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Todays Diverse Classroom

The National Council for Accreditation of Teacher Education (NCATE) now defines
diversity as differences among groups of people and individuals based on ethnicity, race,
socioeconomic status, gender, exceptionalities, language, religion, sexual orientation, and
geographical area (Hansen & Kenneth, 2012).
According to the analysis of National Assessment of Educational Progress (NAEP)
mathematic test result in 2003, there was less than 5% of the variance in mathematic test scores
was associated with race and about 50% of the variance in mathematic test scores associated
from the differences in social economy status, motivation, and exposure to learning opportunities
such as technology materials like calculator, course work and others (Woolfolk, Educational
Psychology-Active Learning Edition, 2008).
Since 20th century, there are plenty of citizen emigrated from their homeland to other
country to make their living. Majority of them would like to escape from famine, poverty and
most importantly they are seeking for peaceful and safety. Unfortunately, this minority group is
merging into the majoritys cultural melting pot in order to eliminate the cultural differences
(Woolfolk, Hughes, & Walkup, Psychology in Education, 2008; Mary & Tracy, 2000).
The cultural deficit model defined that the cause of the poor academic achievement in
minority group is due to their inadequate culture. This model assumed that the minority groups
culture is incapable to prepare the students to fit into the mainstream context (Brooker, 2003;
Mary & Tracy, 2000).
In contrast to the concept of melting pot, James Banks developed a multicultural
education approach in 2002. This is an approach where it accepts all the different culture
diversity into the education system. Multicultural education is divided into five dimensions
which are (Woolfolk, Hughes, & Walkup, 2008),
1. Content Integration - referring to the practice of the various cultures perspective as
example and content in the teaching subject.
2. An Equity Pedagogy - referring to the assistant of people from diversity ethnic and
cultural by matching the teaching methods into their learning styles.
3. An Empowering School Culture and Social Structure - referring to the encouragement
of the people from diversity ethnic and culture to create an interactive school
environment and activities such as sports for the staff and students.

4. Prejudice Reduction - suggested that prejudice among the diversity cultures can be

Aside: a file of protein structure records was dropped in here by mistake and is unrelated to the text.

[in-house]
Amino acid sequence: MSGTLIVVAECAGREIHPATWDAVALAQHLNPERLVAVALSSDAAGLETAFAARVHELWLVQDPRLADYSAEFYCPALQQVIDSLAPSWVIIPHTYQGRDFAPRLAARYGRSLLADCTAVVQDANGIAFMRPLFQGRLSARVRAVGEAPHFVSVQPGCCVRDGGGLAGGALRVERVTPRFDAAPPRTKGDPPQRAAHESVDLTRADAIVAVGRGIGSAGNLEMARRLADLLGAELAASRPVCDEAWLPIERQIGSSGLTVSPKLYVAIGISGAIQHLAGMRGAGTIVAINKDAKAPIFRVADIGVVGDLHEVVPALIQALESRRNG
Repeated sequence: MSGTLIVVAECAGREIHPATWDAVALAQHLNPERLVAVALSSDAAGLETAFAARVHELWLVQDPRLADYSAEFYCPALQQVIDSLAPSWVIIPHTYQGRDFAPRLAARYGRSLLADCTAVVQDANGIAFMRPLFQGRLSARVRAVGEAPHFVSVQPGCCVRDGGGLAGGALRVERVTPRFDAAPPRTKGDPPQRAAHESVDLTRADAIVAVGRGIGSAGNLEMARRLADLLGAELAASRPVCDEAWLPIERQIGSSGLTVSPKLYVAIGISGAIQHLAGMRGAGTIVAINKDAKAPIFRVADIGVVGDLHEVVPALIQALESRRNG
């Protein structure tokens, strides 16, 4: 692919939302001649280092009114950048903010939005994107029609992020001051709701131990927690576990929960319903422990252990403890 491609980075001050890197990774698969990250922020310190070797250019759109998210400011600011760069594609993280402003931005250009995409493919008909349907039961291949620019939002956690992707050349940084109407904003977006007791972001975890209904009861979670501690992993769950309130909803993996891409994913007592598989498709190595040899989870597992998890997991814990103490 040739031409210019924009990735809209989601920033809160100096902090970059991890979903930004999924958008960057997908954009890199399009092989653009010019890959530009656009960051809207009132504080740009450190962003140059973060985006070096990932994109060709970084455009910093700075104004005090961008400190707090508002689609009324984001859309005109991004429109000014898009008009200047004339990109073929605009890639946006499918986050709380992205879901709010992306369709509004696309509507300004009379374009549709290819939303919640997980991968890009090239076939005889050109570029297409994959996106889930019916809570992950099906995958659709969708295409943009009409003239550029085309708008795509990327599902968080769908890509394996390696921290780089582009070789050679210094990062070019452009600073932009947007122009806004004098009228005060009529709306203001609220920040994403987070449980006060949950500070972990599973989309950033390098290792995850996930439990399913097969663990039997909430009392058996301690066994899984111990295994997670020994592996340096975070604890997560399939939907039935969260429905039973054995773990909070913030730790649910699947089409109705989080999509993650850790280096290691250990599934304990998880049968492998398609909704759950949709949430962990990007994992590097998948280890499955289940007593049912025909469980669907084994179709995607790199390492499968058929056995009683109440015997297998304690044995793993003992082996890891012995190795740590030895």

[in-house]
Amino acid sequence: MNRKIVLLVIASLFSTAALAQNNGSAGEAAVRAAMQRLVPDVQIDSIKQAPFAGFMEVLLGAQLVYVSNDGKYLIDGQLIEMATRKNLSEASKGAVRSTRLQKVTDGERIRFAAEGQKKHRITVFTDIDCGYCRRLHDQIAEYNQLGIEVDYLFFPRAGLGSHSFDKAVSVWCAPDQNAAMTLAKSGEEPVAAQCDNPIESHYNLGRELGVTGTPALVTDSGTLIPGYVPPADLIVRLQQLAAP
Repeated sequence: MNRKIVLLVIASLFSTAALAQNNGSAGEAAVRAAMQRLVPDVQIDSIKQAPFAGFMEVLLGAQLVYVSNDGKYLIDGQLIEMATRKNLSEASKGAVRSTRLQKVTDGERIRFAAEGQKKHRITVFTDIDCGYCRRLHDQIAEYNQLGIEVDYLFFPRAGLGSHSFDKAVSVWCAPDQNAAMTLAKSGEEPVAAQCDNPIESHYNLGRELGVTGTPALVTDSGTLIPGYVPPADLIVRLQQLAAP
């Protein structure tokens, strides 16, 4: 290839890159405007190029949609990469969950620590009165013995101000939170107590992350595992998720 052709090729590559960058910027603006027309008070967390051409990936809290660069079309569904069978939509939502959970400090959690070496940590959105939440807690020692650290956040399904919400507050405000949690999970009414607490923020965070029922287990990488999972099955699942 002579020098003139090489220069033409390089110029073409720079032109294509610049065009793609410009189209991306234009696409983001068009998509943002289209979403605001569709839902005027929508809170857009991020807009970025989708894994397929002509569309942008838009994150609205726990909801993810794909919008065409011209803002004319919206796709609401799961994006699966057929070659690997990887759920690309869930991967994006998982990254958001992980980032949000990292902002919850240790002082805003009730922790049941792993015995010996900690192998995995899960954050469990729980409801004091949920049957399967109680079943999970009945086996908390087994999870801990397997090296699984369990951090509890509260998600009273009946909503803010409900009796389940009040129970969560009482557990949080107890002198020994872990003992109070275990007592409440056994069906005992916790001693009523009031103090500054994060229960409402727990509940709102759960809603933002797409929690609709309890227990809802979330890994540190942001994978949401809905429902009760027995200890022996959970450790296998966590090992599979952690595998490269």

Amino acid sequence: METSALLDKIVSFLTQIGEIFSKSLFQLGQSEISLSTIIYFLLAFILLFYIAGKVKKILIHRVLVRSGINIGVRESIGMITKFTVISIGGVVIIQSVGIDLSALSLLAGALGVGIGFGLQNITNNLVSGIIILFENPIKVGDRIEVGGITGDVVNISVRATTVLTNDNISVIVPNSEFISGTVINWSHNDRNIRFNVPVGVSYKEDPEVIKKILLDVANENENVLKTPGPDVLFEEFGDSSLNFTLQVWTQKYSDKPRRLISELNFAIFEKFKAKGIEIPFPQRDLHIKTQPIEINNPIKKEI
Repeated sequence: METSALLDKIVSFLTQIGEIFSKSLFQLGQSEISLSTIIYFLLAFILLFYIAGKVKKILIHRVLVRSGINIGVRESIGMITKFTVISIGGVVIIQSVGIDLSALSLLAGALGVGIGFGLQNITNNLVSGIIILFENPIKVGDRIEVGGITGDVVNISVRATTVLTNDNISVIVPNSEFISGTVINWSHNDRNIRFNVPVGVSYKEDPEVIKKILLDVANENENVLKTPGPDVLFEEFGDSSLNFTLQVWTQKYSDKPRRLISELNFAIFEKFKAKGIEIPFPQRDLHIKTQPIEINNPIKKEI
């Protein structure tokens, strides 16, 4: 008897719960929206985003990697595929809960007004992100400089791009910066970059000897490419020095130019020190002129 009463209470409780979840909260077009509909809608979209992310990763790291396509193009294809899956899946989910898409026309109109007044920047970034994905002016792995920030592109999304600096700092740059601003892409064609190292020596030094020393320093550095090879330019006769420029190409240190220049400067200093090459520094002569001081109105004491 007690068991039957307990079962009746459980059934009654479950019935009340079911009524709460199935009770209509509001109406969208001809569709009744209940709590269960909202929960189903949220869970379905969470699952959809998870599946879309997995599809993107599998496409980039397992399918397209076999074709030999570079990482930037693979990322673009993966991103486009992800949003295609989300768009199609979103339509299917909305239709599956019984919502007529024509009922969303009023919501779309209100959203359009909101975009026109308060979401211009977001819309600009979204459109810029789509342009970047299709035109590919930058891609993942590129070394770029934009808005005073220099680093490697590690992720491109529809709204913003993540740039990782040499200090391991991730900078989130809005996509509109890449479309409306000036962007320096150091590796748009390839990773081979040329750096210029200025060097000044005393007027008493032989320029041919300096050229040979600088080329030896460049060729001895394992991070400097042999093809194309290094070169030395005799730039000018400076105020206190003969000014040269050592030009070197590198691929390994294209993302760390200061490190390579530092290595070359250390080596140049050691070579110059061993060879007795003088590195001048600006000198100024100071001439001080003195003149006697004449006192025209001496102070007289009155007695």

reduced by identify the characteristics of the individuals racial attitudes and determine
how they can be modified through teaching.
5. The Knowledge Construction Process - this is a method that helps individual to
understand the impact on the implicit cultural assumptions within a discipline affects
the ways that knowledge is created within in.

Ethnic and racial differences


Ethnic is defined as a group of people who shared the same cultural heritage. Race is
defined as a group of people who shared the common biological traits that are seen as selfdefining by the people of the group. There are two types of cultural conflicts which are either
obvious or subtle. These kind of conflicts usually happened when the perception of the values
and competencies of the dominant or mainstream culture is used to determine the norms in a
school. Therefore, the minority group who is people from the other culture or ethnic is usually
being perceived as problems student or the victim of bullying in the school (Woolfolk,
Educational Psychology-Active Learning Edition, 2008).
Identify and understand the cultural and racial differences are very crucial for a teacher to
prevent prejudice, stereotype, and discrimination happened in class or school. Stereotype threat
normally happened in academic situation where it induces an extra emotional and cognitive
stress on an individual who might confirm a stereotype that others hold about him or her. It will
produce short-term and long-term effects. Short-term effects normally affected in test
performance whereby it induces test anxiety and undermine performance of an individual. On the
other hand, long-term effects referring to the students may tend to develop self-defeating
strategies to protect their self-esteem about academic such as withdraw or drop out from the
school (Woolfolk, Hughes, & Walkup, Psychology in Education, 2008).
Besides that, verbal and nonverbal messages expressed through facial expressions, eye
contact, voice tone, touch, gestures, and personal space can have different meanings in different
cultures. For examples, Japanese tend to be straight-faced when happy and smile to mask